Kanye West hasn't always had the best filter when it comes to what he says and does, and his recent interview with the New York Times is not exactly an exception. During the conversation that "spanned several hours over three days," the 36-year-old Chicago-raised rapper opted to shed light on the uncanny parallels he sees between himself and the late Steve Jobs as a means of getting people to "respect [his] trendsetting abilities."
I think what Kanye West is going to mean is something similar to what Steve Jobs means. I am undoubtedly, you know, Steve of Internet, downtown, fashion, culture. Period. By a long jump. I honestly feel that because Steve has passed, you know, it’s like when Biggie passed and Jay-Z was allowed to become Jay-Z.
But despite his claims that he is on the same level as the co-founder and former chairman of Apple, Inc., we don't quite see it that way. Using Kanye's very own justifications, here are our reasons why Kanye is not the Steve Jobs he claims to be:
Kanye is not the Steve of Internet:
Turns out this isn't the first time the artist has talked about creating a company reminiscent of Apple (or being Steve jobs, for that matter). In 2012, he said he'd "pick up where Steve Jobs left off" in a massive rant on Twitter, but we're still waiting for DONDA to make an impact. And if Chris Brown has gotten it together enough to create "Chris Brown World" media, there's no excuse.
Kanye is not the Steve of downtown:
Even though he has since decided to move into a house in Bel-Air with girlfriend Kim Kardashian, Kanye previously lived in a 4,000-square-foot home in Hollywood Hills. And while he has a place in Downtown New York, West and Kim are hardly dons of the gritty art world.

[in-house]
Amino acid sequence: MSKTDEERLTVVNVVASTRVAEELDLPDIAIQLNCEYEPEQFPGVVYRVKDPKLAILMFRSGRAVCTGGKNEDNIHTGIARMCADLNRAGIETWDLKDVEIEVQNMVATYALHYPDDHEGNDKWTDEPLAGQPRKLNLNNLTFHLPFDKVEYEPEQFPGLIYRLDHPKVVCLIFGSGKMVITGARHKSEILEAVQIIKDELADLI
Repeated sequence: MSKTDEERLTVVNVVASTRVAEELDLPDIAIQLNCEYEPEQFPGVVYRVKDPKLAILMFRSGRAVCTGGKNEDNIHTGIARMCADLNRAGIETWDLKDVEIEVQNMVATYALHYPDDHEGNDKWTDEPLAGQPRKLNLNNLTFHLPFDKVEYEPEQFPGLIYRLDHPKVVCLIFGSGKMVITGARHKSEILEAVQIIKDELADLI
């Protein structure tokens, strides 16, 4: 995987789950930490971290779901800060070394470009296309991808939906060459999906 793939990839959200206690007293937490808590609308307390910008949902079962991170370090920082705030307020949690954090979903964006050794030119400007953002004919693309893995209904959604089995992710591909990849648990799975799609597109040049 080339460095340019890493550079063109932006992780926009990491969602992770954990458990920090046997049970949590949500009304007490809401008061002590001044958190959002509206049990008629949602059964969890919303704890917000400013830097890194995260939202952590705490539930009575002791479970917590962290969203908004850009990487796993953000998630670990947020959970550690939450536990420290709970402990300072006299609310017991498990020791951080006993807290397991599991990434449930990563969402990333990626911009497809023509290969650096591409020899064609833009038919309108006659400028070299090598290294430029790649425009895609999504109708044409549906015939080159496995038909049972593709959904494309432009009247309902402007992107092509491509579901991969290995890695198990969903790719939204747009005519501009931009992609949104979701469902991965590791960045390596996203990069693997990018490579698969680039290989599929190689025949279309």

Kanye is not the Steve of fashion:
Having your debut line slammed by critics doesn't quite make you a leader in the fashion world. Sure, the different iPhone models have had their flaws, but they've certainly made progress to rectify the situation. We're waiting for Kanye's fashion line comeback rumors to come true before we allow him to have this title.
Kanye is not the Steve of culture:
Shortly after the comment mentioned above, Kanye said something like this: "I’ve been connected to the most culturally important albums of the past four years, the most influential artists of the past ten years. You have like, Steve Jobs, Walt Disney, Henry Ford, Howard Hughes, Nicolas Ghesquière, Anna Wintour, David Stern." Seeing as Disney, Ford and Hughes haven't been with us for at least a decade, we vote someone a little less culturally outdated for the "Steve of culture" position.
So there you have it -- West really isn't as on par with Jobs as his interview might imply. But seeing as he also noted in the interview that he doesn't have one single regret, we don't expect him to retract his statement or feel sorry for any of the other infamous moments he's had in the past anytime soon.
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